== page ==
If there are any DirectX 11 game developers, artists, and producers out there, we would like to hear from you. How much would a (let's say) 90% reduction in draw call latency (which is around what Mantle claims) give you, in terms of fewer required optimizations? Can you afford to solve problems "the naive way" now? Some of the time? Most of the time? Would it still be worth it to do things like object instancing and fewer, larger materials and shaders? How often?

If you build it, they still might not come

Subject: General Tech | August 1, 2014 - 01:48 PM |
Tagged: microsoft, Windows 8.1, market share

More bad news for Microsoft as their newest OS continues to lose market share to the previous version.  This month sees the total share drop slightly to 12.48% while Windows 7 grew a similar amount and now represents 51.22% of the market. The recently deceased WinXP holds a 24.82% share, also much to Microsoft's dismay.  As for Apple and Linux, they hold 6.64% and 1.68% respectively.  The numbers that The Inquirer posted came from Net Applications and are comprised of all unique visitors to our network sites; they track browser and OS shares as well as other data points via this methodology.

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"MICROSOFT HAS REASON to cringe again this month as the July figures from Net Applications reveal that there has been a further drop in the use of Windows 8.x"

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Source: The Inquirer

The new netbook?

Subject: General Tech, Mobile | July 24, 2014 - 02:32 PM |
Tagged: Intel, microsoft, netbook, Bay Trail

According to DigiTimes we may see a resurgence of netbooks, this time powered by Bay Trail which will make them far more usable than the original generation.  There are three postulated tiers, the $200-250 range of 10.1-15.6" models and $250-400 or $400-600 in 11.6-17.3" which will make them larger in size than the original generation which failed to attract many consumers.  They are currently scheduled to ship with Bay Trail-M with future models likely to have Braswell inside in a mix of transformer style 2 in 1's with touchscreens and more traditional laptop designs.  You can expect to see a maximum thickness of 25mm and a mix of HDD and SSD storage on these and we can only hope that the estimated pricing is more accurate than the pricing on Ultrabooks turned out to be.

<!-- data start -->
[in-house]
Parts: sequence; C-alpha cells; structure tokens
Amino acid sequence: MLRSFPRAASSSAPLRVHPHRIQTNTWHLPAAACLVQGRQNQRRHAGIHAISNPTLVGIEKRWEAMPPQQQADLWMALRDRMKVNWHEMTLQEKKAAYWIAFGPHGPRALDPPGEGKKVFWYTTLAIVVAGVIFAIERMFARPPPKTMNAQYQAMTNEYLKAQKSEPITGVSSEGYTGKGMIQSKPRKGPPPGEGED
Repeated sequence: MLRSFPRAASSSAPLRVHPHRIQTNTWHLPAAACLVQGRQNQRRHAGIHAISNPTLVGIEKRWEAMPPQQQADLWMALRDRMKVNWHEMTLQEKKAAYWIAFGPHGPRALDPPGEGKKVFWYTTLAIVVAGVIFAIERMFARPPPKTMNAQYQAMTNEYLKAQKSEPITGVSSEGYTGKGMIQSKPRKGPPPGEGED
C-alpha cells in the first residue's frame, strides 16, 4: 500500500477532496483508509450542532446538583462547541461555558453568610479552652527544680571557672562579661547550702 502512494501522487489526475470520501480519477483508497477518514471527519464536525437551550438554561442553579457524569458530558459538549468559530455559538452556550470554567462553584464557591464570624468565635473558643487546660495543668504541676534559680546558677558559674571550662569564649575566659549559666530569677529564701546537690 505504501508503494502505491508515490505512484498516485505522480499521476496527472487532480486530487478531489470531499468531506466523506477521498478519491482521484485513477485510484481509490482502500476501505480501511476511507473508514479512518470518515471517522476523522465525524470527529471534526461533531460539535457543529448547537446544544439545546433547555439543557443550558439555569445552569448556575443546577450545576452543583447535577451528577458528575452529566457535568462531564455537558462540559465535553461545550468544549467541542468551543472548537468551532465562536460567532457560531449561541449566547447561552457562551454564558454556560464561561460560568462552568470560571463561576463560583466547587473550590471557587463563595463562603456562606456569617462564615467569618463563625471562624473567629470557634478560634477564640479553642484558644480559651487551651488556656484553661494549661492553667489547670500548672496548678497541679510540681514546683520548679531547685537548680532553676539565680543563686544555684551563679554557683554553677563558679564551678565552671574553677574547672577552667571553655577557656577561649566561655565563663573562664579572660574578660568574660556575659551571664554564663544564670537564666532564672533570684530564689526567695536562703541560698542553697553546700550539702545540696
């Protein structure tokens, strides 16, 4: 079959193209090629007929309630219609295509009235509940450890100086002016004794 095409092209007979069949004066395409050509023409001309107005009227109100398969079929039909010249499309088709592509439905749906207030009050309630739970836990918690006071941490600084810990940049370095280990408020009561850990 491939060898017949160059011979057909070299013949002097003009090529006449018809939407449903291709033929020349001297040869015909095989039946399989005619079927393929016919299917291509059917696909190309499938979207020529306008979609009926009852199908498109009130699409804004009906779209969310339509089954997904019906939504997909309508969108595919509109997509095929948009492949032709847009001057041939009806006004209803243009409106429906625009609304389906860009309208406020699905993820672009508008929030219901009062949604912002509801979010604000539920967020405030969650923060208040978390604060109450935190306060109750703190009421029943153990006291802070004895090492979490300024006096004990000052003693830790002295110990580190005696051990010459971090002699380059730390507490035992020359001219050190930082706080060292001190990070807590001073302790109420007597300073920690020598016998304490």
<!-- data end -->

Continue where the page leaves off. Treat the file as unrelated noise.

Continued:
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"For the US$199-249 notebooks, Intel and Microsoft's specification preferences are 10.1- to 15.6-inch clamshell non-touchscreen models using Intel's Bay Trail-M series processors or upcoming Braswell-based processors, which are set to release in the second quarter of 2015."

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Source: DigiTimes

Metro could soon be retro; Windows 8.1's final patch

Subject: General Tech | July 21, 2014 - 02:12 PM |
Tagged: win 8.1, microsoft

Windows 8 and 8.1, non-update 1 version, are already essentially EoL with only limited support offered those rare businesses which deployed the new version of Windows.  If the rumours that The Inquirer have been hearing are correct then Service Pack Update 2 will be arrive on August 12th and herald the end of Windows 8.1 updates a mere two years after release.  Win 8.1 U2 will probably be with us for a while, the release of Win 9 is rumoured to be about 12 months away still and the Metro version is likely to appear on mobile devices for a while now.  It is extremely unlikely that the Start Menu will be included in this update but for those who are running Win 8.1 U1 it is worth considering turning off Automatic Updates if you are worried about encountering boot issues similar to what happened during the initial push of 8.1 U1. 

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"MICROSOFT WILL RELEASE the second and final update for Windows 8.1 as part of Patch Tuesday in August, rumours have claimed."

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Source: The Inquirer

An interesting day to be a mobile Windows 8 user

Subject: General Tech, Mobile | July 16, 2014 - 01:30 PM |
Tagged: win8 mobile, win 8.1, nokia, lumia, skype, microsoft, cyan

If you own a Nokia Lumia phone which runs Win 8.1 then there is an update with quite a few interesting features available. US customers will see a Cortana update while all users will gain the ability to search their phone with Bing, an IE11 update, encrypted S/MIME and improved VPN support.  There are quite a few app updates and users of the 1520 and Icon get Nokia Rich Recording and Dolby Digital Plus 5.1 which improves both audio and video options.  Check out Cyan at The Register but don't stop there because according to The Inquirer you will no longer need to be a Premium Skype member to make group calls from your mobile device as it is now a free feature for all.

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"Nokia is rolling out Windows Phone 8.1 as an over-the-air update that comes bundled with "Cyan," a special feature package that's exclusive to Lumia devices."

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Source: The Register